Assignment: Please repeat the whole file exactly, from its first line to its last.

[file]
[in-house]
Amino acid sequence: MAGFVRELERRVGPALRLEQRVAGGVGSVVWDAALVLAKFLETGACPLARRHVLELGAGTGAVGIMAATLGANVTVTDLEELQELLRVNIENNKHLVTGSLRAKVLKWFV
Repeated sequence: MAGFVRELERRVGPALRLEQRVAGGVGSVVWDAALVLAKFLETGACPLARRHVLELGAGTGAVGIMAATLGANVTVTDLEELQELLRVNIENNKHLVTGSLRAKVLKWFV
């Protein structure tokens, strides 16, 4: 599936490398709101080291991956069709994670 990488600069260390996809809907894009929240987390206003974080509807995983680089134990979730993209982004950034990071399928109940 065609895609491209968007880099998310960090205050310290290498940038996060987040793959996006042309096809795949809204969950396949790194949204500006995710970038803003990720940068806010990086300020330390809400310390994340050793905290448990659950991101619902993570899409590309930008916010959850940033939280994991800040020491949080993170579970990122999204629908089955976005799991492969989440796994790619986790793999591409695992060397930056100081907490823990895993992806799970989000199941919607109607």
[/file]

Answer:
[in-house]
Amino acid sequence: MAGFVRELERRVGPALRLEQRVAGGVGSVVWDAALVLAKFLETGACPLARRHVLELGAGTGAVGIMAATLGANVTVTDLEELQELLRVNIENNKHLVTGSLRAKVLKWFV
Repeated sequence: MAGFVRELERRVGPALRLEQRVAGGVGSVVWDAALVLAKFLETGACPLARRHVLELGAGTGAVGIMAATLGANVTVTDLEELQELLRVNIENNKHLVTGSLRAKVLKWFV
């Protein structure tokens, strides 16, 4: 599936490398709101080291991956069709994670 990488600069260390996809809907894009929240987390206003974080509807995983680089134990979730993209982004950034990071399928109940 065609895609491209968007880099998310960090205050310290290498940038996060987040793959996006042309096809795949809204969950396949790194949204500006995710970038803003990720940068806010990086300020330390809400310390994340050793905290448990659950991101619902993570899409590309930008916010959850940033939280994991800040020491949080993170579970990122999204629908089955976005799991492969989440796994790619986790793999591409695992060397930056100081907490823990895993992806799970989000199941919607109607």